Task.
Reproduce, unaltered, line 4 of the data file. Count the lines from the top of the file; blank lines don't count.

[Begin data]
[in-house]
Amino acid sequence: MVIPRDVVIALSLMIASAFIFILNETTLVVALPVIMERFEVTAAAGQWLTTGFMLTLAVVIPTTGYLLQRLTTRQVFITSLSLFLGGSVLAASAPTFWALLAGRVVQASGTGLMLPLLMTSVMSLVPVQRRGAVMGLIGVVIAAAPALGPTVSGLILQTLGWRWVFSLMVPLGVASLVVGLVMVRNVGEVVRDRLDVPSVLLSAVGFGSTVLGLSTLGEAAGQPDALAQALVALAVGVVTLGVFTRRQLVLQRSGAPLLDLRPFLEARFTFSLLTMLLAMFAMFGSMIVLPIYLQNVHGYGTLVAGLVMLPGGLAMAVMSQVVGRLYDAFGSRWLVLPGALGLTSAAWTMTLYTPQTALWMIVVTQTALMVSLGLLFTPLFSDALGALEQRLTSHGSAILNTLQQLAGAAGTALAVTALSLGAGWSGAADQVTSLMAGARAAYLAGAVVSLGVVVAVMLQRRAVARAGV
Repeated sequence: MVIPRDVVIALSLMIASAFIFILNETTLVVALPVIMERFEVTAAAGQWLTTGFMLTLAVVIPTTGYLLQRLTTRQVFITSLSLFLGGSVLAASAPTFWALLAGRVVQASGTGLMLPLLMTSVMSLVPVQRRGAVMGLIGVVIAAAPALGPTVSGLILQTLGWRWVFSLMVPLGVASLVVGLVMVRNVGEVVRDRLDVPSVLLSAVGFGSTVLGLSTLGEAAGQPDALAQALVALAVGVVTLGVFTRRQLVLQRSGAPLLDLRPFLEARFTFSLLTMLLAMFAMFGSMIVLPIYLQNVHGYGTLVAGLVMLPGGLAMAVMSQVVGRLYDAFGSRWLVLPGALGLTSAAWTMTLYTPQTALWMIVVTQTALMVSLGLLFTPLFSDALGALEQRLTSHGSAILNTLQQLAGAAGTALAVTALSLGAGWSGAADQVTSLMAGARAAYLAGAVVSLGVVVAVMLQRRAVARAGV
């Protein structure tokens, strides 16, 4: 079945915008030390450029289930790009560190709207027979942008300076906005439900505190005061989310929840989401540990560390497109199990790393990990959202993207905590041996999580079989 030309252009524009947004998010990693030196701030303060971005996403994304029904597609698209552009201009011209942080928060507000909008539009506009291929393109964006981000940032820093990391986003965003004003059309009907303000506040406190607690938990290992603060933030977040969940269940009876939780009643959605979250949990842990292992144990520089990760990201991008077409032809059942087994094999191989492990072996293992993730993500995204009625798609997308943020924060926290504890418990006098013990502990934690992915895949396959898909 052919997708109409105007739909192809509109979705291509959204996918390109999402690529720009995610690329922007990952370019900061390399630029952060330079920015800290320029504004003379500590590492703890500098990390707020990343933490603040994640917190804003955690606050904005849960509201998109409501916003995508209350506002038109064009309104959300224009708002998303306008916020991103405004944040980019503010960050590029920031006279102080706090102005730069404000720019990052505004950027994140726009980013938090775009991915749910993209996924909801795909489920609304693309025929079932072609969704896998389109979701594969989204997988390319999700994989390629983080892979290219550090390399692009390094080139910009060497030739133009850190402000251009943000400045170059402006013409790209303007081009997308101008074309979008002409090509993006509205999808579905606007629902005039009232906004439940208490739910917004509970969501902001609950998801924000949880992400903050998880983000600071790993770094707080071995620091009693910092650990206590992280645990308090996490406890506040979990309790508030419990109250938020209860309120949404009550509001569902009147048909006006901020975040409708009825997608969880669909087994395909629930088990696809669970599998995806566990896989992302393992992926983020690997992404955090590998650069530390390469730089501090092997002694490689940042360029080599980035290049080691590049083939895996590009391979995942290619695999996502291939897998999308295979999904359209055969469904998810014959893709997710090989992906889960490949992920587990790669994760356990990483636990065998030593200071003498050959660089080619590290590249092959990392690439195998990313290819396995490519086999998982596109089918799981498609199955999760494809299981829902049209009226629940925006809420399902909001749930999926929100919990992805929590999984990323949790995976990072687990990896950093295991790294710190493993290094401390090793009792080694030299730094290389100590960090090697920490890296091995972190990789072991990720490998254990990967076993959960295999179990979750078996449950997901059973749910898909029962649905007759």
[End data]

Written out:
């Protein structure tokens, strides 16, 4: 079945915008030390450029289930790009560190709207027979942008300076906005439900505190005061989310929840989401540990560390497109199990790393990990959202993207905590041996999580079989 030309252009524009947004998010990693030196701030303060971005996403994304029904597609698209552009201009011209942080928060507000909008539009506009291929393109964006981000940032820093990391986003965003004003059309009907303000506040406190607690938990290992603060933030977040969940269940009876939780009643959605979250949990842990292992144990520089990760990201991008077409032809059942087994094999191989492990072996293992993730993500995204009625798609997308943020924060926290504890418990006098013990502990934690992915895949396959898909 052919997708109409105007739909192809509109979705291509959204996918390109999402690529720009995610690329922007990952370019900061390399630029952060330079920015800290320029504004003379500590590492703890500098990390707020990343933490603040994640917190804003955690606050904005849960509201998109409501916003995508209350506002038109064009309104959300224009708002998303306008916020991103405004944040980019503010960050590029920031006279102080706090102005730069404000720019990052505004950027994140726009980013938090775009991915749910993209996924909801795909489920609304693309025929079932072609969704896998389109979701594969989204997988390319999700994989390629983080892979290219550090390399692009390094080139910009060497030739133009850190402000251009943000400045170059402006013409790209303007081009997308101008074309979008002409090509993006509205999808579905606007629902005039009232906004439940208490739910917004509970969501902001609950998801924000949880992400903050998880983000600071790993770094707080071995620091009693910092650990206590992280645990308090996490406890506040979990309790508030419990109250938020209860309120949404009550509001569902009147048909006006901020975040409708009825997608969880669909087994395909629930088990696809669970599998995806566990896989992302393992992926983020690997992404955090590998650069530390390469730089501090092997002694490689940042360029080599980035290049080691590049083939895996590009391979995942290619695999996502291939897998999308295979999904359209055969469904998810014959893709997710090989992906889960490949992920587990790669994760356990990483636990065998030593200071003498050959660089080619590290590249092959990392690439195998990313290819396995490519086999998982596109089918799981498609199955999760494809299981829902049209009226629940925006809420399902909001749930999926929100919990992805929590999984990323949790995976990072687990990896950093295991790294710190493993290094401390090793009792080694030299730094290389100590960090090697920490890296091995972190990789072991990720490998254990990967076993959960295999179990979750078996449950997901059973749910898909029962649905007759």